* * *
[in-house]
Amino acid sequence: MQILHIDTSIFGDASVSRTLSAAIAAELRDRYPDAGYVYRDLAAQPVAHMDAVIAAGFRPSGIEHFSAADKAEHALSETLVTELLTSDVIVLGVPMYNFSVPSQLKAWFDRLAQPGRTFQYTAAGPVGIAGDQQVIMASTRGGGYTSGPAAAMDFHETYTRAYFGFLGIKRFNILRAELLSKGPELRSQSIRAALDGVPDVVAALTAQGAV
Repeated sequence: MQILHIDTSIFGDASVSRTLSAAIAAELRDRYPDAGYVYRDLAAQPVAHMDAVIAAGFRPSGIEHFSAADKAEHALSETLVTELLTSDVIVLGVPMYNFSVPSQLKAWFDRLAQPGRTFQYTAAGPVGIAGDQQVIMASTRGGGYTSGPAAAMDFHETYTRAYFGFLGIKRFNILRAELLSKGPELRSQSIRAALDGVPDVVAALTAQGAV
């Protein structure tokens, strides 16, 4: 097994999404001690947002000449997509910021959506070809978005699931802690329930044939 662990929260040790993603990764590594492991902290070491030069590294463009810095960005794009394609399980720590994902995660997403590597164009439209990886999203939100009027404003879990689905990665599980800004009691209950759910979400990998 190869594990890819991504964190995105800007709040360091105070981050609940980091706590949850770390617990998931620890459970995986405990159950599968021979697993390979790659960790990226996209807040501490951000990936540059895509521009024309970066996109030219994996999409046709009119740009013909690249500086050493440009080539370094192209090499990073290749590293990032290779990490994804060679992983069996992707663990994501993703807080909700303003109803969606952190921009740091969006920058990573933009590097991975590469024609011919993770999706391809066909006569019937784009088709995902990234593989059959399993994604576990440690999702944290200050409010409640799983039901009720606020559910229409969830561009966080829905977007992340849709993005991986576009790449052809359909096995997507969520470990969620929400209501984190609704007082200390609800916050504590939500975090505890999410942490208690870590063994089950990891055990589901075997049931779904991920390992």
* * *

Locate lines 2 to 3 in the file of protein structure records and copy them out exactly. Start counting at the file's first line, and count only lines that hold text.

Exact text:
Amino acid sequence: MQILHIDTSIFGDASVSRTLSAAIAAELRDRYPDAGYVYRDLAAQPVAHMDAVIAAGFRPSGIEHFSAADKAEHALSETLVTELLTSDVIVLGVPMYNFSVPSQLKAWFDRLAQPGRTFQYTAAGPVGIAGDQQVIMASTRGGGYTSGPAAAMDFHETYTRAYFGFLGIKRFNILRAELLSKGPELRSQSIRAALDGVPDVVAALTAQGAV
Repeated sequence: MQILHIDTSIFGDASVSRTLSAAIAAELRDRYPDAGYVYRDLAAQPVAHMDAVIAAGFRPSGIEHFSAADKAEHALSETLVTELLTSDVIVLGVPMYNFSVPSQLKAWFDRLAQPGRTFQYTAAGPVGIAGDQQVIMASTRGGGYTSGPAAAMDFHETYTRAYFGFLGIKRFNILRAELLSKGPELRSQSIRAALDGVPDVVAALTAQGAV